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He was a man of action, not an intellectual, and it is said that his ideas derived from reading Kipling, Spencer, Darwin, Stevenson, Malthus, Marx, Poe and Nietzsche, lack consistency and precision: he accepted Darwinism and racism, prevalent during his time, but at the same time he was troubled that the “inevitable white man” would destroy the rich cultures of various native groups he had encountered (in the South Seas). He was a supporter of women’s suffrage and married a New Woman (second wife, Charmian Kittredge) but was patriarchal toward his 2 wifes and daughters. He was a socialist but an individualist at heart, with a drive toward capitalist success. It is said that his self-taught and uninformed reading made of him a fervent socialist and a naïve fascist (because of his belief in the übermensch), but personally I disagree and think that it is quite a biased, oversimplistic and hyperbolic view, which partly prepare the ground for some of his works (for instance the one I present below). Besides, many “informed” writers, with a more extensive scholar background, have reached similar conclusions to those of Jack London.

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Jack London lived to the full and went to Alaska to try his luck during the gold rush in 1897-8, an experience which proved a failure as a means of becoming rich, but which was fertile in literary terms, as the experience provided him with material for a collection of short stories and a background for his novels related to the “Homo homini Lupus” concept. It was during his convalescence, as he came back ill, when he started massively reading and writing. His writings deal with human survival, nature and socialist topics.

He died on November 22nd 1916, at 40 in his Glen Ellen estate, and there’s a romantic legend concerning his death. It’s said that he committed suicide because he was suffering due to his kidney condition, although it hasn’t been proved. You may get contradictory information about this fact, depending on the source. Other sources state that he died of renal failure with gastrointestinal uremic poisoning.

Martin Eden

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Martin Eden is a sturdy working class mate who has spared a young high-class woman, Ruth, from having a rough time by defending her and getting into a fist fight for her sake. She is so impressed with him, as he “saves” her, and she finds him so different to the kind of men she’s used to, that she invites him over to her house to thank him. There he meets her family and has a look at her surroundings, her upbringing and her library, above all a volume of poems by Swimburne.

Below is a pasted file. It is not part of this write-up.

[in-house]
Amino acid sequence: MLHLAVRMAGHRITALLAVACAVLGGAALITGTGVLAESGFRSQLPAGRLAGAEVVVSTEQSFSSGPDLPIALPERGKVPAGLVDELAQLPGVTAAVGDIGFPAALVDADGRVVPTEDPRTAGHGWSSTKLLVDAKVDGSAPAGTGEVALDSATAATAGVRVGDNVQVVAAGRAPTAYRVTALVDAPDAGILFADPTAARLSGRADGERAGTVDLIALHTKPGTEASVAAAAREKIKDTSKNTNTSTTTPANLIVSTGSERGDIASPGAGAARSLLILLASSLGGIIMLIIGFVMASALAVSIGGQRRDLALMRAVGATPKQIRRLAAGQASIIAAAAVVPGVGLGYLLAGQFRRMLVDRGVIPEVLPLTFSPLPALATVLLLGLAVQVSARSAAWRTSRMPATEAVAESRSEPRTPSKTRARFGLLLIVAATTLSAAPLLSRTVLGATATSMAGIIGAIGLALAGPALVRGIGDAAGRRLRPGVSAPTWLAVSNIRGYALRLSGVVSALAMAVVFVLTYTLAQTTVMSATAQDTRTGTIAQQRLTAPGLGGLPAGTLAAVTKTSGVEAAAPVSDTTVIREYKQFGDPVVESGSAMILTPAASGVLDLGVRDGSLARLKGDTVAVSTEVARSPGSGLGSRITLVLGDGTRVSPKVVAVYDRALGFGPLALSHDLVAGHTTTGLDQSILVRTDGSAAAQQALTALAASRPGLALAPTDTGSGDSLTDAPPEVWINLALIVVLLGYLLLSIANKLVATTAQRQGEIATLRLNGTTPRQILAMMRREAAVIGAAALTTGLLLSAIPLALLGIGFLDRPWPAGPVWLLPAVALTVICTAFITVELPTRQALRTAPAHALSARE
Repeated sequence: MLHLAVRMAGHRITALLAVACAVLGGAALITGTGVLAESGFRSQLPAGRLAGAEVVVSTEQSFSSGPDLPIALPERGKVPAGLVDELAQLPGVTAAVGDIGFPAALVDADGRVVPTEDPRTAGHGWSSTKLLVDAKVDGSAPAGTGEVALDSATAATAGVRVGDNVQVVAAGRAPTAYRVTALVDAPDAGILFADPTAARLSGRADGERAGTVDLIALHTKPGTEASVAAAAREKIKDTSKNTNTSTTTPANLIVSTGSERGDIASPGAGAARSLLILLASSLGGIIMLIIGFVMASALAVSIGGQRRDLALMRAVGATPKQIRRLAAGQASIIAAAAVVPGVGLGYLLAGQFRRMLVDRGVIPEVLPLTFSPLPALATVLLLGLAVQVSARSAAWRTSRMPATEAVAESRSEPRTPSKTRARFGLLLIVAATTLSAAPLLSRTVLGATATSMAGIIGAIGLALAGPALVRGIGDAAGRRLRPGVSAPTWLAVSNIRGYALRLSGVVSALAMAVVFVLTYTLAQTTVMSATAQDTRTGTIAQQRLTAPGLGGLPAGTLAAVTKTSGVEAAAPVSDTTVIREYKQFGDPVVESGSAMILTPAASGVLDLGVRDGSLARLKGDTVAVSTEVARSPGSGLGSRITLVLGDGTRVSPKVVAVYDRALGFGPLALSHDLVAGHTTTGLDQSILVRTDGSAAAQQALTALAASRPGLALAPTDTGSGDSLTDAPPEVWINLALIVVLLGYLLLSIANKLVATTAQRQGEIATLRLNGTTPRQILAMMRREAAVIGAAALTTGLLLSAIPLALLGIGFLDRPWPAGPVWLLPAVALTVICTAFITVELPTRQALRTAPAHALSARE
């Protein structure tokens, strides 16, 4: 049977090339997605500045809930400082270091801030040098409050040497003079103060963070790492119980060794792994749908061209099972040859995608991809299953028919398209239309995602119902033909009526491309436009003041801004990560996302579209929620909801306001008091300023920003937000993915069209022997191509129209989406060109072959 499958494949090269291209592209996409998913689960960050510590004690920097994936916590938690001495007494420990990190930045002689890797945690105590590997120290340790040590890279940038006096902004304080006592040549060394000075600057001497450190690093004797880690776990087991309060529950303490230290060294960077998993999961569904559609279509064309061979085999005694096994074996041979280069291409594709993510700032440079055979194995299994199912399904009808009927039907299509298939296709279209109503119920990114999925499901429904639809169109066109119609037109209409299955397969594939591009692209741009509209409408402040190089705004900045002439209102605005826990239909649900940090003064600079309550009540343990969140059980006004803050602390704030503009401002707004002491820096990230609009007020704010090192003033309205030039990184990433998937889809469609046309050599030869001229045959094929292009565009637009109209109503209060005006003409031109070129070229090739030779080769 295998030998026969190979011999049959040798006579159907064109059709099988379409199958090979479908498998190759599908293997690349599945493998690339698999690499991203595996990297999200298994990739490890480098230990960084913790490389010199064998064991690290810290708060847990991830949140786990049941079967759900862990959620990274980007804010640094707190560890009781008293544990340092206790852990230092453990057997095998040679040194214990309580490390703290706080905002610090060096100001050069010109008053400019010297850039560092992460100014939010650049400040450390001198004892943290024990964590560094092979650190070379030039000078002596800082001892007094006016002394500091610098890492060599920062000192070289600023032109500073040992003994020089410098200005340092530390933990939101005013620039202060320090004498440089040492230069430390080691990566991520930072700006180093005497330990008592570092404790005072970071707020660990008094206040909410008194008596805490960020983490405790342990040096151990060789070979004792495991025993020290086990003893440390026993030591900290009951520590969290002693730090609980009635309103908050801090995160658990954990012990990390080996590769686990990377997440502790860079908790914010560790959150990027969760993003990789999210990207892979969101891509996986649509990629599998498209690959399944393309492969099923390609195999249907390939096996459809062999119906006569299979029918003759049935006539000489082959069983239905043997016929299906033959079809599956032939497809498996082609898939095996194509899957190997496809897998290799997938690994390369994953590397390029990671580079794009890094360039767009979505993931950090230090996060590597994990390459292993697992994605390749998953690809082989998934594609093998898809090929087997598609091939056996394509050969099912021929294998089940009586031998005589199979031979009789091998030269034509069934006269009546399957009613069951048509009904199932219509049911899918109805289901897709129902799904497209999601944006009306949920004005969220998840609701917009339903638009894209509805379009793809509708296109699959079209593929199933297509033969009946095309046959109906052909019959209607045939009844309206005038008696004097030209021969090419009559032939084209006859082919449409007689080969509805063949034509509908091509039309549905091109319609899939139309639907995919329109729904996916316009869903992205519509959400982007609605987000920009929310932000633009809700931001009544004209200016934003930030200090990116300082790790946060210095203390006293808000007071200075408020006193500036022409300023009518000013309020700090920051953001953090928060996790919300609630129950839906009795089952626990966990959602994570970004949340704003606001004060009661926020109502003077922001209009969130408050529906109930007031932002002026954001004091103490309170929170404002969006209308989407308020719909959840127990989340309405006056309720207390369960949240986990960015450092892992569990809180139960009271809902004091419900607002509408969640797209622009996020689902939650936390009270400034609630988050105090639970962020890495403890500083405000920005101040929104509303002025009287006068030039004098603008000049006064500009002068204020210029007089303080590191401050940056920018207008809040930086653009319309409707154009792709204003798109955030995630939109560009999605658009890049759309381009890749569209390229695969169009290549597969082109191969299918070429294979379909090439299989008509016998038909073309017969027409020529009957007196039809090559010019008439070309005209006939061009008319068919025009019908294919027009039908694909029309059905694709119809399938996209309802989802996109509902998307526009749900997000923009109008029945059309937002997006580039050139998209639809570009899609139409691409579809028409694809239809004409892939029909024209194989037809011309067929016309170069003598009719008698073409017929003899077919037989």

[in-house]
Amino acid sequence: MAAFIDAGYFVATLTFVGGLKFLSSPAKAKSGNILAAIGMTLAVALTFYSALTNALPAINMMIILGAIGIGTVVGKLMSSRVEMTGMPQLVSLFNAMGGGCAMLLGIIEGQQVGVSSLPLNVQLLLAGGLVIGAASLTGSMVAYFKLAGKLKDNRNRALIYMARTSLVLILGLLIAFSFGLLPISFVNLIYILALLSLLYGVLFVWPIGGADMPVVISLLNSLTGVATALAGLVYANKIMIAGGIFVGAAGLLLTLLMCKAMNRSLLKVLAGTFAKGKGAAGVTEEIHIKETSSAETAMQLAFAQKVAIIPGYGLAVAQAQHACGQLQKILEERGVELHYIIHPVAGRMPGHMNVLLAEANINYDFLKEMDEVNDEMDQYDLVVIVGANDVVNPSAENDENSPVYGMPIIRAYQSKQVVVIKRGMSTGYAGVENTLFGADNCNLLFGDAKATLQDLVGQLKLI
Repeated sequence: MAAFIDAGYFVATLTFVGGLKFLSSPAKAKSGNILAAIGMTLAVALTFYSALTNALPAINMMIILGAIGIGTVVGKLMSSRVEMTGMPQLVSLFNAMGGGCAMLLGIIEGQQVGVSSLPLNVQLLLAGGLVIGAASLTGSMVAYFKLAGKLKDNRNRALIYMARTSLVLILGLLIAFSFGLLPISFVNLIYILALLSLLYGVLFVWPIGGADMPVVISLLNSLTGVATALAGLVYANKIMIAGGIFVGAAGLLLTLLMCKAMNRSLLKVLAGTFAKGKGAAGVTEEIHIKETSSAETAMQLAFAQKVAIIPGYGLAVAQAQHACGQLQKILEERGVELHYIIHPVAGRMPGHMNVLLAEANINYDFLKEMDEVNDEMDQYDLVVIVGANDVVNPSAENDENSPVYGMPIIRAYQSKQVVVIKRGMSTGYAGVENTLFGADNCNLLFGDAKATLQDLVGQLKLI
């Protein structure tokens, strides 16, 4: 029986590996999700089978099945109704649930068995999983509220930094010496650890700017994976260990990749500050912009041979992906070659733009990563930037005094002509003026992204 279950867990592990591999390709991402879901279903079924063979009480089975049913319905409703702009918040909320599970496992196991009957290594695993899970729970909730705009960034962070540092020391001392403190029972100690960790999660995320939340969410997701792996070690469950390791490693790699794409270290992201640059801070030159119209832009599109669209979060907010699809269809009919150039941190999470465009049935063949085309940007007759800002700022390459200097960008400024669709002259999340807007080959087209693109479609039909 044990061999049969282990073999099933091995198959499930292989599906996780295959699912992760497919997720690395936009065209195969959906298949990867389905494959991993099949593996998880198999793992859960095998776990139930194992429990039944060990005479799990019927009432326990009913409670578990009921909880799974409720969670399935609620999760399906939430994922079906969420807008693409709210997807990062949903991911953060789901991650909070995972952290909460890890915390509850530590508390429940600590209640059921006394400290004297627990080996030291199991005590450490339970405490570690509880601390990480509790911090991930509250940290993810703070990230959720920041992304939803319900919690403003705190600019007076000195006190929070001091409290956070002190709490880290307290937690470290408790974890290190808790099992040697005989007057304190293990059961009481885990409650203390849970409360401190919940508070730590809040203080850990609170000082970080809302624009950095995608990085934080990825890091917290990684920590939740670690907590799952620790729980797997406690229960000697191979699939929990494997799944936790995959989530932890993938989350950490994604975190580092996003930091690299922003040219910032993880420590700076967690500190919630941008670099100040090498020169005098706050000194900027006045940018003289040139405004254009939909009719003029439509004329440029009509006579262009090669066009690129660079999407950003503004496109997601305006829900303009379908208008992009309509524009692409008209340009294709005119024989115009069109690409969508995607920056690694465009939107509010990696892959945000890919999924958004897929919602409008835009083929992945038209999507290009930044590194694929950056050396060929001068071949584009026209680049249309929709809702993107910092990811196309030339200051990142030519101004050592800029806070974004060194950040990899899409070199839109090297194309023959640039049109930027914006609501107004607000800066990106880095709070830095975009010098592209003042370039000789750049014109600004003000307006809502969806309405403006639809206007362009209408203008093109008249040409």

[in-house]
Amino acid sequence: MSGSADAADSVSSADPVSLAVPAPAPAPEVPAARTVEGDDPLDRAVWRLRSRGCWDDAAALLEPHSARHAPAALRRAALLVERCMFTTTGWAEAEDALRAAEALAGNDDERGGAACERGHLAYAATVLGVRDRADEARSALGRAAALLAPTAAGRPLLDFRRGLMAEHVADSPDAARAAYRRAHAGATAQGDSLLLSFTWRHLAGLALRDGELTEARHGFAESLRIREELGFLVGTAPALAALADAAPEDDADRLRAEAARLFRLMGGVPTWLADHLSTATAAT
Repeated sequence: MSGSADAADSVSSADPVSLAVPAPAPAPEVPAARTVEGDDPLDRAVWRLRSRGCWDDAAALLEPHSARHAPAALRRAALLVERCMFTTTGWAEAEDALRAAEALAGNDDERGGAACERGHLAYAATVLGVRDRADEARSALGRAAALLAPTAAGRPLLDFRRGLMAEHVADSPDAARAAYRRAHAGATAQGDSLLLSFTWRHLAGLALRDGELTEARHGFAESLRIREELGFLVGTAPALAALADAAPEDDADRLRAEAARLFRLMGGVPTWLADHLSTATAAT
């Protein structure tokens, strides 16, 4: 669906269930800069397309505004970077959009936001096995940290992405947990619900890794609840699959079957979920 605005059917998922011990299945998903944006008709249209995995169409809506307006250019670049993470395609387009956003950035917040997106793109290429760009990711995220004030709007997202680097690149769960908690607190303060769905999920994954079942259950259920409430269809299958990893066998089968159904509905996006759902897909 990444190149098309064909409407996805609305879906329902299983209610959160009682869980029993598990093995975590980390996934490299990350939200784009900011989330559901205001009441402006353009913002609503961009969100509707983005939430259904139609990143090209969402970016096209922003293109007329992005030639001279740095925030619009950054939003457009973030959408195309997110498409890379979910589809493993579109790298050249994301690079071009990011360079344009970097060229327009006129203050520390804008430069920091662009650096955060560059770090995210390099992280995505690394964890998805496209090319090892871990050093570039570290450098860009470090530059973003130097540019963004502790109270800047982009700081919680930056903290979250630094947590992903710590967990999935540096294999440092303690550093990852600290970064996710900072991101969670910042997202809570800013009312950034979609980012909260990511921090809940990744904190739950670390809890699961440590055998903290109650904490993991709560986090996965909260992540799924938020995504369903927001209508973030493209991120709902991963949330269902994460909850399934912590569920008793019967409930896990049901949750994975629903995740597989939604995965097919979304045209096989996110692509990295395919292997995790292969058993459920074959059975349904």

He has his own intellectual curiosities and concerns even though he’s automatically regarded as an unambitious working class fellow who is not able to see beyond his limits. But as he puts it: “insularity of mind that makes human creatures believe that their color, creed and politics are best and right and that other human creatures scattered over the world are less fortunately placed than they”, which is of course wrong.

The young couple keep in touch and have long conversations, as couples do, and she seems to strive to change him. In the meantime, due to his monumental strong will, he manages to surpass his own limitations by working and studying at the same time, until he is finally able to publish (“He hated the oblivion of sleep. There was too much to do, too much of life to live”). In the process, when he’s not known and he has to support himself by his physical work, the woman dismisses his works, but then her opinion changes as he manages to publish and gain a certain renown (“Martin had faith in himself, but he was alone in his faith”).

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Then, he seems to be someone new for her, someone she can feel in awe of without feeling embarrassed; but this whole process had made him conscious of several painful truths: “Make me like those other men, doing the work they do, breathing the air they breathe, developing the point of view they have developed and you have destroyed the difference, destroyed me, destroyed the thing you love” and “He knew now that he hadn’t really loved her. It was an idealized Ruth he had loved, and ethereal creature” and that ethereal creature belong to another world, to the “bourgeois swine” who despised him.

In his journey he meets Brissenden, who also belongs to the upper-class but has somehow rebelled against it in his own way, as an individual against the masses, just like Eden has. He’s a physically weak person who lacks Eden’s will and knows it, and he strives for new thrills in life through drugs rather than through action. He’s a good friend for Eden though and they both manage to understand each other. Eden seem to be in the process of stepping into the nowhere’s land: slowly he discovers that those who once were his mates -working class people- are not so close to him now and fail to understand him, but he doesn’t belong with the bourgeoisie either.

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As an individual standing against the masses (“Herd-creatures, flocking together and patterning their lives by one another’s opinions, failing of being individuals”), even having achieved his goal, discovers that he is alone. His estrangement from Ruth, Brissenden’s death and his growing apart from his former mates, makes him become increasingly disappointed and disenchanted with life: (“I care for nothing. Something has gone out of me. I am empty of any desire for anything.”)

All this foreshadows the end:

“For too much love of living

From hope and fear set free,

We thank with brief thanksgiving

Whatever gods may be

That no life lives forever,

That dead men rise up never;

That even the weariest river

Winds somewhere safe to sea.”

Nunca seremos los mismos